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Donation options

There are different ways to donate. Even when blood groups do not match and form antibodies against the donor kidney.

Direct donation

If you wish to donate your kidney, we will first look at whether transplantation is possible. Your donor kidney will need to be suitable for the recipient. A transplant will only be successful if your own kidney and your donor’s kidney show similarities in certain areas. The more similarities there are between the kidneys, the lower the chance of rejection.

Blood groups
If your blood group and the donor’s blood group are a match, the transplant has a higher chance of success: The below diagram shows which donor and recipient blood group are a match.

Matching blood group:

Donor Recipient
Blood group A Blood group A of AB
Blood group B Blood group B of AB
Blood group AB Blood group AB
Blood group O Blood group A, B, AB of O

If the blood group does not match we will look at whether it is possible for you to donate through one of the alternative living donation programmes.

Cross-matching and tissue typing
If your blood group is a good match with the blood group of the recipient, we will carry out a crossmatch and tissue typing. During a tissue typing the markers on the outside of the cells of the donor are being checked. The recipient must not have antibodies against any of these markers on the cells of the donor. This is tested through a crossmatch. A negative result in the cross-match is desired. If the cross-match is negative, you can donate directly.

If the cross-match is positive direct donation is not possible. You can consider one of the alternative living donation programmes.

Exchange programmes

If you cannot donate your kidney to the recipient directly, there are other options to make the transplant possible. This could be a cross-over or ‘cross-over transplantation’ or a ‘domino-paired kidney exchange’.

Paired transplantation (cross-over programme)
Paired transplantation:

  • The donor for pair A donates to the recipient of pair B
  • The donor for pair B donates to the recipient of pair A

Your doctor will refer you to the programme as soon as you and your recipient have been medically approved and both give permission.

A computer programme is used to search for pairing options once every three months. The exchange can take place between pairs from different transplant centres in the Netherlands. The recipient will remain in their own transplant centre. As a donor, you will travel to the transplant centre where the recipient is being treated. The donations and transplants for both pairs are carried out on the same day. The whole procedure is anonymous. So you will not meet the person you are donating to.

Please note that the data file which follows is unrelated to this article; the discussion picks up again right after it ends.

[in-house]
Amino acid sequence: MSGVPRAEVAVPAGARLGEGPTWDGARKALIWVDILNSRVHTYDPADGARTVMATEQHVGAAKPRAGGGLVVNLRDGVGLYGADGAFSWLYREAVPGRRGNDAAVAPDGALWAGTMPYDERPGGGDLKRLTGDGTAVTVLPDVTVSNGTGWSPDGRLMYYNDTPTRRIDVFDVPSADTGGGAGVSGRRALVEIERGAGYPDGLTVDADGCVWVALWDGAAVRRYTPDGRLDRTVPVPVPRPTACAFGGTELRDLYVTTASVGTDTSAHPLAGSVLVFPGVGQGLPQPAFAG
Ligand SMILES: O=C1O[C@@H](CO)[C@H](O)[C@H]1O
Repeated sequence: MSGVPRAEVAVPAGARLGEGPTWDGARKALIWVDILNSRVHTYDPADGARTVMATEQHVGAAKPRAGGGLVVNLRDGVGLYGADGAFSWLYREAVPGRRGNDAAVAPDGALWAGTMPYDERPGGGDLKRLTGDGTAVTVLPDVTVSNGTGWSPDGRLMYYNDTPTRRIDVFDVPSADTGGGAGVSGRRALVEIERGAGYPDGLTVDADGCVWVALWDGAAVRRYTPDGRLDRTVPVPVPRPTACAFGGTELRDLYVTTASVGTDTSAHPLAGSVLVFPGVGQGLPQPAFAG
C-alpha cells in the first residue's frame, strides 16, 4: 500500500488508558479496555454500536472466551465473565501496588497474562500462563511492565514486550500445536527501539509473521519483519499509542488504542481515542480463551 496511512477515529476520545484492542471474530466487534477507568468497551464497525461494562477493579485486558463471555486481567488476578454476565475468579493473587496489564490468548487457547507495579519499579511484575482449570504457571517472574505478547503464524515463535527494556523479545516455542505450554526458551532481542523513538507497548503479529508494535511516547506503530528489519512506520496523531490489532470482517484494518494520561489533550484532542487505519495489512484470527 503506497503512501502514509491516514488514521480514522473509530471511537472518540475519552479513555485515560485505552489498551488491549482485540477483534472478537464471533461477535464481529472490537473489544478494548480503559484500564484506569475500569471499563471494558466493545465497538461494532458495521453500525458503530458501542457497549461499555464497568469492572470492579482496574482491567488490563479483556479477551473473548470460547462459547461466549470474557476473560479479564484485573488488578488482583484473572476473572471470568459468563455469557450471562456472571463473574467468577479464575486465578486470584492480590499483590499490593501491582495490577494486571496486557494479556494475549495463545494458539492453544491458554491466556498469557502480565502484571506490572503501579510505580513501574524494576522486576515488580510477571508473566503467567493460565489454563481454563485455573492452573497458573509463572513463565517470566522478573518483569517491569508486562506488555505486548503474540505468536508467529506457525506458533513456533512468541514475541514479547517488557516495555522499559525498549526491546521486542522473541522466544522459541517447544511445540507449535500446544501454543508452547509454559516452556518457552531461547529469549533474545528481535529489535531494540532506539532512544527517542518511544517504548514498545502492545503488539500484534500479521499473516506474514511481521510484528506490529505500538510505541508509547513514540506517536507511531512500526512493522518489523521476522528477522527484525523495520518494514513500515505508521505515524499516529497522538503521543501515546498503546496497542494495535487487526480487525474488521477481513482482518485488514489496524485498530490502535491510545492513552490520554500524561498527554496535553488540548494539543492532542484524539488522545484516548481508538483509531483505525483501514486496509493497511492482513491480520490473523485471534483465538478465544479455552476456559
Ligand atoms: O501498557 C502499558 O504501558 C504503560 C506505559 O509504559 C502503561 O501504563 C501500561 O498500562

Domino-paired kidney exchange
Not all pairs are helped in the exchange programme. So there is also a possibility that, as an anonymous donor, you will make multiple transplants possible.

  • You donate anonymously to the recipient in a pair from the cross-over programme
  • The donor from that pair gives to a recipient on the waiting list

These donation and transplant procedures also take place anonymously. So you will not meet the person you are donating to.

Blood group incompatible

If your blood group does not match the blood group of the one of your recipient, you may be eligible for a blood group incompatible kidney donation. This is called ‘ABO incompatible kidney transplantation‘. This usually means that the recipient is blood group O and the donor is blood group A or B.

Someone with blood group O will have antibodies to blood groups A and B. When a transplant is carried out, the antibodies to the donor’s blood group will need to be removed from the blood of recipient. Otherwise, the kidney will be rejected immediately. The recipient will need to undergo a special treatment, to filter the blood. If the antibodies against the foreign blood group are reduced by this treatment, you can donate your kidney to your recipient. If the number of antibodies remains too high after the treatment, a blood group incompatible transplant will not be possible.

Cross-match positive (desensitisation programme)

Unfortunately, direct donation or the exchange programme are not good ways to find a suitable kidney for everyone. Due to the presence of antibodies, the chance that the new kidney will be rejected can be very high. This will be demonstrated by an unsuccessful cross-match. In this case, the unsuccessful cross-match is not due to different blood groups. Through the desensitisation programme, it is possible to remove the antibodies from the blood of the recipient. This is also known as a ‘positive cross-match transplant’. This will require the recipient to undergo a special treatment one to two weeks before the transplant. After this treatment, the cross-match will be carried out again. If the chance that the kidney will be rejected is minimal, the transplant can go through. Desensitisation is a similar, but more difficult, method to ‘blood group incompatible transplantation’. At present, this method is only carried out at the Erasmus MC in Rotterdam.

Non-directed donation

As a donor, you can give one of your kidneys to someone you do not know. This donation will take place anonymously. The donation to someone on the waiting list is called a non-directed donation. You cannot give a preference for a specific group of recipient.